The 2020 Waxahachie High School salutatorian will one day perform surgery and save lives. Caitlin Richardson’s grandfather was a surgeon and is the whole inspiration behind her selection of studies in college.


Even as a kindergarten student, Richardson envisioned herself performing surgery as she played with the doctor kits gifted to her by grandfather.


“I’ve always enjoyed helping people, and everything just clicked, and I love science,” Richardson explained. “I kept with it and know it's what I want to do.”


Richardson plans to major in biology and take the pre-med route at the University of Texas and then pursue medical school.


Richardson is a goal setter and is proud to achieve her goal of graduating second in her class.


"For me, it's all the hard work, the aspirations I set to achieve at the end of my senior year,“ she explained. ”It's been really nice for it to happen. To be salutatorian was a big goal I set for myself, and it’s amazing that I’ve been able to reach it.“


Involvement in her school and community was vital to her. She knew as a freshman that she wanted to make a difference but was not sure how. Figuring out to balance extracurriculars and academics was tricky in itself.


If she could have given herself any advice as a freshman, it would be to get out of her shell quicker so she could make a difference sooner. Richardson realized this while completing the recycling project she independently spearheaded her sophomore year. After she got school board approval, she raised money for recycling bins at Lumpkins Stadium.


Richardson played soccer her first two years of high school and participated in the band program all four years. She played the clarinet in the concert band, marched three years with the Wind Ensemble, and served as drum major her senior year. She served all four years with the student council as an officer, finishing her senior year as senior class president. One club that was special to her was Interact, where her favorite activity was the annual Trick-or-Treat So Kids Can Eat event. She participated in Interact since her sophomore year and served as the vice president her senior year.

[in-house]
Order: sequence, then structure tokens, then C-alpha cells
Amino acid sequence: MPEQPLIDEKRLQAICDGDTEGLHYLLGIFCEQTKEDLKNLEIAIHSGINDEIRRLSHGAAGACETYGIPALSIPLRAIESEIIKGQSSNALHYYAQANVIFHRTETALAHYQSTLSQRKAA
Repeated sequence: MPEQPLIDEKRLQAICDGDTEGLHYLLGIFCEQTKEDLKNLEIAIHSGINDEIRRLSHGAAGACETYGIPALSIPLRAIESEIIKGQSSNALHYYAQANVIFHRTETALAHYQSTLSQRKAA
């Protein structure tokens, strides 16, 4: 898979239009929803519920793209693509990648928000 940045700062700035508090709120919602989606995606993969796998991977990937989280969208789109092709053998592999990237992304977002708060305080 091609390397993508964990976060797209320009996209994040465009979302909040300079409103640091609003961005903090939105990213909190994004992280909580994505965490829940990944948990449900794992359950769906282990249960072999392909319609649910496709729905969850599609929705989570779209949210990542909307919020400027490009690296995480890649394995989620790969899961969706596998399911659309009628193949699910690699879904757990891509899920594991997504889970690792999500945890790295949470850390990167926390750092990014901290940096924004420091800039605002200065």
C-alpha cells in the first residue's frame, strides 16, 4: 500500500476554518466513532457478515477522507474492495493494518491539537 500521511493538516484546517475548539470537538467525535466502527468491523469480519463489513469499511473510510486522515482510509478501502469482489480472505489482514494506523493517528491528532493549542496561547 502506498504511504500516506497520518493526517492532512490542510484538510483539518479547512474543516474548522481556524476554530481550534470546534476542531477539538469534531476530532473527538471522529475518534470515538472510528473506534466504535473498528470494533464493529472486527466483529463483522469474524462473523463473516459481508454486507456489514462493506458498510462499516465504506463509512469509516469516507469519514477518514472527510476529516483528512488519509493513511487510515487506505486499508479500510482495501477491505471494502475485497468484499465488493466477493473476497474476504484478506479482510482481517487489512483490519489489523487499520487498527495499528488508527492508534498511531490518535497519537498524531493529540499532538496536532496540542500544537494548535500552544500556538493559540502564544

“The community service we did was really inspiring just to see what a group of kids can do from the high school,” Richardson said.


She was also a member of the National Honor Society and competed in academic UIL.


Her senior year was the year of no regrets, which meant participating in high school theater and UIL One-Act Play.


“I wouldn't change it for anything — even to be valedictorian," she emphasized.


Richardson noted her unique high school career as she bounced around educational facilities from the Ninth-Grade Center, the former high school, and then at the current high school. As she had to physically transition to other campuses, the end of senior year was nothing but a transition.


“If I could say anything to my class, it’s: It’s okay,” she began. ”We have been through a lot and going into things blind, nobody has had to deal with this. And we were the class that was chosen to overcome a virus and overcome everything being thrown at us.“


She continued, “It’s okay to be upset and know that this is not fair — it's not fair that our parents get to watch us not have things they loved about senior year of high school. But, we are going to overcome this and come out stronger. We are the future leaders, and we will definitely take over the world with this new perseverance that we've had to learn in this experience."


Richardson said about her family, "Without them, I would not have been able to be involved. I wouldn’t have the opportunity to do what I love and try out things that I love. My family has been so supportive and are always in the stands, they are always cheering me one and my brothers are always with them — even when they don't want to be. They are always giving me hugs when I walk into the door when I haven't had a great day, and I wouldn't have been able to do and achieve what I've been able to do without them for sure."